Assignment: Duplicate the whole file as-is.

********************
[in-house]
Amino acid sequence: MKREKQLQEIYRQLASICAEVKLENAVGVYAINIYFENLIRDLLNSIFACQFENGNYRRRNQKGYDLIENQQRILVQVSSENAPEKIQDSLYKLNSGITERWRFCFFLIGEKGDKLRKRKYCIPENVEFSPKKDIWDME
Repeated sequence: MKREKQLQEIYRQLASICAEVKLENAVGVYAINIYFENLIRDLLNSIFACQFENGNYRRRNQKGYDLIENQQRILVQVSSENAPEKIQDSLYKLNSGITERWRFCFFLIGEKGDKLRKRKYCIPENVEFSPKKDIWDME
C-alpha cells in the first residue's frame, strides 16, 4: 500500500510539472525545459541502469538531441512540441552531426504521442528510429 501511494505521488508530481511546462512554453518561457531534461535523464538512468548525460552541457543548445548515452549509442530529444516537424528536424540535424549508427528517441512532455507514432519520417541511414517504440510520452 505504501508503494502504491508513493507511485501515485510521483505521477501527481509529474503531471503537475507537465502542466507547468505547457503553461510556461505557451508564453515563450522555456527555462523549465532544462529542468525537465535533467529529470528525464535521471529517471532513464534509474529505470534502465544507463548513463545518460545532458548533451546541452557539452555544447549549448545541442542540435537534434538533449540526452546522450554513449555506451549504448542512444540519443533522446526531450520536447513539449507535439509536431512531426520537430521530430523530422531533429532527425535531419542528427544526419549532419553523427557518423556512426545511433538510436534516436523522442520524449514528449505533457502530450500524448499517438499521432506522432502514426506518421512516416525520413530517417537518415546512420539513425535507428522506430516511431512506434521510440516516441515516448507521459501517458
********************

[in-house]
Amino acid sequence: MKREKQLQEIYRQLASICAEVKLENAVGVYAINIYFENLIRDLLNSIFACQFENGNYRRRNQKGYDLIENQQRILVQVSSENAPEKIQDSLYKLNSGITERWRFCFFLIGEKGDKLRKRKYCIPENVEFSPKKDIWDME
Repeated sequence: MKREKQLQEIYRQLASICAEVKLENAVGVYAINIYFENLIRDLLNSIFACQFENGNYRRRNQKGYDLIENQQRILVQVSSENAPEKIQDSLYKLNSGITERWRFCFFLIGEKGDKLRKRKYCIPENVEFSPKKDIWDME
C-alpha cells in the first residue's frame, strides 16, 4: 500500500510539472525545459541502469538531441512540441552531426504521442528510429 501511494505521488508530481511546462512554453518561457531534461535523464538512468548525460552541457543548445548515452549509442530529444516537424528536424540535424549508427528517441512532455507514432519520417541511414517504440510520452 505504501508503494502504491508513493507511485501515485510521483505521477501527481509529474503531471503537475507537465502542466507547468505547457503553461510556461505557451508564453515563450522555456527555462523549465532544462529542468525537465535533467529529470528525464535521471529517471532513464534509474529505470534502465544507463548513463545518460545532458548533451546541452557539452555544447549549448545541442542540435537534434538533449540526452546522450554513449555506451549504448542512444540519443533522446526531450520536447513539449507535439509536431512531426520537430521530430523530422531533429532527425535531419542528427544526419549532419553523427557518423556512426545511433538510436534516436523522442520524449514528449505533457502530450500524448499517438499521432506522432502514426506518421512516416525520413530517417537518415546512420539513425535507428522506430516511431512506434521510440516516441515516448507521459501517458